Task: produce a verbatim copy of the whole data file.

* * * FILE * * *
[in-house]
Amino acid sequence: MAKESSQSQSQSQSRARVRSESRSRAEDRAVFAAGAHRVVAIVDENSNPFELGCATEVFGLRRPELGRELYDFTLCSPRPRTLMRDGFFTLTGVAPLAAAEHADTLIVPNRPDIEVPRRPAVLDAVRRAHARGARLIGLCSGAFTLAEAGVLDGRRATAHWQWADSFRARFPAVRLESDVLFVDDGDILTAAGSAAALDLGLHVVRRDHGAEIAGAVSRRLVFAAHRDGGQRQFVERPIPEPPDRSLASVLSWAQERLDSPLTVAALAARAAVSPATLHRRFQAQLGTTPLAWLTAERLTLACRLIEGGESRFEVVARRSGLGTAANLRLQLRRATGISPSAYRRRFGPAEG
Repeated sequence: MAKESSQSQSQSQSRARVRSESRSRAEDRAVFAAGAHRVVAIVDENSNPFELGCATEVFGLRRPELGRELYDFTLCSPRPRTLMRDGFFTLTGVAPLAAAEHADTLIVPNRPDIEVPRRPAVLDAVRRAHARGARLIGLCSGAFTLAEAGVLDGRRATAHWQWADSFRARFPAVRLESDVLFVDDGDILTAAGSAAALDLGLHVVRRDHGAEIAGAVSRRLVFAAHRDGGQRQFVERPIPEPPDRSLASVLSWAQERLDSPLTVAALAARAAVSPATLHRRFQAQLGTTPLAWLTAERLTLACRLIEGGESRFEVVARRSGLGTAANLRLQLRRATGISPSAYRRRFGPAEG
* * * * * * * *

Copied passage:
[in-house]
Amino acid sequence: MAKESSQSQSQSQSRARVRSESRSRAEDRAVFAAGAHRVVAIVDENSNPFELGCATEVFGLRRPELGRELYDFTLCSPRPRTLMRDGFFTLTGVAPLAAAEHADTLIVPNRPDIEVPRRPAVLDAVRRAHARGARLIGLCSGAFTLAEAGVLDGRRATAHWQWADSFRARFPAVRLESDVLFVDDGDILTAAGSAAALDLGLHVVRRDHGAEIAGAVSRRLVFAAHRDGGQRQFVERPIPEPPDRSLASVLSWAQERLDSPLTVAALAARAAVSPATLHRRFQAQLGTTPLAWLTAERLTLACRLIEGGESRFEVVARRSGLGTAANLRLQLRRATGISPSAYRRRFGPAEG
Repeated sequence: MAKESSQSQSQSQSRARVRSESRSRAEDRAVFAAGAHRVVAIVDENSNPFELGCATEVFGLRRPELGRELYDFTLCSPRPRTLMRDGFFTLTGVAPLAAAEHADTLIVPNRPDIEVPRRPAVLDAVRRAHARGARLIGLCSGAFTLAEAGVLDGRRATAHWQWADSFRARFPAVRLESDVLFVDDGDILTAAGSAAALDLGLHVVRRDHGAEIAGAVSRRLVFAAHRDGGQRQFVERPIPEPPDRSLASVLSWAQERLDSPLTVAALAARAAVSPATLHRRFQAQLGTTPLAWLTAERLTLACRLIEGGESRFEVVARRSGLGTAANLRLQLRRATGISPSAYRRRFGPAEG